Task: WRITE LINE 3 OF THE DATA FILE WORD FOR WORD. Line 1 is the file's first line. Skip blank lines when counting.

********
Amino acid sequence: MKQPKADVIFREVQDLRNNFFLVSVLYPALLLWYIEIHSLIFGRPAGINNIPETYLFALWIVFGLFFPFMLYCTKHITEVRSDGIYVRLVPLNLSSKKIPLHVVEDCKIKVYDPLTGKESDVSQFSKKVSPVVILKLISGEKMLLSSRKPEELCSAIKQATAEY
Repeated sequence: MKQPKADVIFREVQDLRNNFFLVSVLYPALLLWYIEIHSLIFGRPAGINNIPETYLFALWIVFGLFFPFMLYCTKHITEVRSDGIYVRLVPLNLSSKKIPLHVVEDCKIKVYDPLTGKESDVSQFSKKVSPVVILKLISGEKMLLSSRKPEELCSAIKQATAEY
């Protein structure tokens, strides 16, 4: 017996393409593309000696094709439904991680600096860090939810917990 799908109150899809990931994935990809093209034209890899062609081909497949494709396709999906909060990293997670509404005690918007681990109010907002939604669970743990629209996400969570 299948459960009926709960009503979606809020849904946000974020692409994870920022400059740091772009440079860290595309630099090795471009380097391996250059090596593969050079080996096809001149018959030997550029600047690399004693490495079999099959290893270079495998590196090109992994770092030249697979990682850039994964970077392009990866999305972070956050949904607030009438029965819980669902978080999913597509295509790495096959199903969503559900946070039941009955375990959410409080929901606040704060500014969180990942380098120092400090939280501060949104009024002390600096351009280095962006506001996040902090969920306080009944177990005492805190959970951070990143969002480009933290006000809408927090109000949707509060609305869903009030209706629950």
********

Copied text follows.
């Protein structure tokens, strides 16, 4: 017996393409593309000696094709439904991680600096860090939810917990 799908109150899809990931994935990809093209034209890899062609081909497949494709396709999906909060990293997670509404005690918007681990109010907002939604669970743990629209996400969570 299948459960009926709960009503979606809020849904946000974020692409994870920022400059740091772009440079860290595309630099090795471009380097391996250059090596593969050079080996096809001149018959030997550029600047690399004693490495079999099959290893270079495998590196090109992994770092030249697979990682850039994964970077392009990866999305972070956050949904607030009438029965819980669902978080999913597509295509790495096959199903969503559900946070039941009955375990959410409080929901606040704060500014969180990942380098120092400090939280501060949104009024002390600096351009280095962006506001996040902090969920306080009944177990005492805190959970951070990143969002480009933290006000809408927090109000949707509060609305869903009030209706629950």